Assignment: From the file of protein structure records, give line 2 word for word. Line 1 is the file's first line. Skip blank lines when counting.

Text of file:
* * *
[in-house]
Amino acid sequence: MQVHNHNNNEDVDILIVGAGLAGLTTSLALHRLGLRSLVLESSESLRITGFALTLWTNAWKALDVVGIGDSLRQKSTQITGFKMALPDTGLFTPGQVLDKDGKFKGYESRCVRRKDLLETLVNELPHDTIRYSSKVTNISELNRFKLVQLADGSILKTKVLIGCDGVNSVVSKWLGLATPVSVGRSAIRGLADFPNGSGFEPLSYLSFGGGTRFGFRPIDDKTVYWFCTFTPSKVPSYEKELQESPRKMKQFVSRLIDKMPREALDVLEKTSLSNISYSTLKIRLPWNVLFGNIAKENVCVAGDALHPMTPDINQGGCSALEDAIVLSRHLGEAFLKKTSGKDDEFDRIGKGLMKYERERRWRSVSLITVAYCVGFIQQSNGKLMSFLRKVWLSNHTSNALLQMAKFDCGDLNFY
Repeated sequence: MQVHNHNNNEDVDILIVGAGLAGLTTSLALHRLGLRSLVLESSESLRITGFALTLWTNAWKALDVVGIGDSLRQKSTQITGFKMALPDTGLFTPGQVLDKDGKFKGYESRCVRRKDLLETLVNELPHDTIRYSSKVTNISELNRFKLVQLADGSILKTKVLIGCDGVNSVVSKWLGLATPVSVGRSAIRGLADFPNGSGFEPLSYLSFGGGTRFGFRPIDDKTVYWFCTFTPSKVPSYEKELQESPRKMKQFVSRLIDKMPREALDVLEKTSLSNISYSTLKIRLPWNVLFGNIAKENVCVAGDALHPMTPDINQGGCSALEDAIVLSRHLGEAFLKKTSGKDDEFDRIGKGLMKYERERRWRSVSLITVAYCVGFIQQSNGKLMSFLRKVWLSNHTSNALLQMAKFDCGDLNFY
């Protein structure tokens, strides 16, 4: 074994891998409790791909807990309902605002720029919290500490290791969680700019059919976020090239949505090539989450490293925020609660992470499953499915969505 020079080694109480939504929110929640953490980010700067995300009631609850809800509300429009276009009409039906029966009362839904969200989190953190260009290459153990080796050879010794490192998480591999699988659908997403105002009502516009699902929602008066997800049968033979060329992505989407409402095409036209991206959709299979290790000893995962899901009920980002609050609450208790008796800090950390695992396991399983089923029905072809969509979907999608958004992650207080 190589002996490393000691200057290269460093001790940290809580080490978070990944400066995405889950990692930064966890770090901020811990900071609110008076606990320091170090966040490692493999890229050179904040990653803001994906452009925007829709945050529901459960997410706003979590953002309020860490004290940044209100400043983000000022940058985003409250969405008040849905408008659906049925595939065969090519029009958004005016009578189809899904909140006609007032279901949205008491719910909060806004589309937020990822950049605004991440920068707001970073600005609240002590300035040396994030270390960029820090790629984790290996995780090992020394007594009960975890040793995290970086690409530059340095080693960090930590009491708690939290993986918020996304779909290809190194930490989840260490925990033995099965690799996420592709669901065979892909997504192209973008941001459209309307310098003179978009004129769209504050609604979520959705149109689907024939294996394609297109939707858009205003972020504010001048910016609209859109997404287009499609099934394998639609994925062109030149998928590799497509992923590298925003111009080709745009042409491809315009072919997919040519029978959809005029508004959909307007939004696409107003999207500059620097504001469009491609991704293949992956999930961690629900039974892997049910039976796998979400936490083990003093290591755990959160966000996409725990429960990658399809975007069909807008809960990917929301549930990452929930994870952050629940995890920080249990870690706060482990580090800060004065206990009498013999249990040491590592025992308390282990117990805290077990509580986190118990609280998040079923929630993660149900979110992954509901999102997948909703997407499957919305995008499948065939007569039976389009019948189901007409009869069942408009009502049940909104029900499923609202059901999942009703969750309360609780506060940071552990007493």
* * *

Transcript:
Amino acid sequence: MQVHNHNNNEDVDILIVGAGLAGLTTSLALHRLGLRSLVLESSESLRITGFALTLWTNAWKALDVVGIGDSLRQKSTQITGFKMALPDTGLFTPGQVLDKDGKFKGYESRCVRRKDLLETLVNELPHDTIRYSSKVTNISELNRFKLVQLADGSILKTKVLIGCDGVNSVVSKWLGLATPVSVGRSAIRGLADFPNGSGFEPLSYLSFGGGTRFGFRPIDDKTVYWFCTFTPSKVPSYEKELQESPRKMKQFVSRLIDKMPREALDVLEKTSLSNISYSTLKIRLPWNVLFGNIAKENVCVAGDALHPMTPDINQGGCSALEDAIVLSRHLGEAFLKKTSGKDDEFDRIGKGLMKYERERRWRSVSLITVAYCVGFIQQSNGKLMSFLRKVWLSNHTSNALLQMAKFDCGDLNFY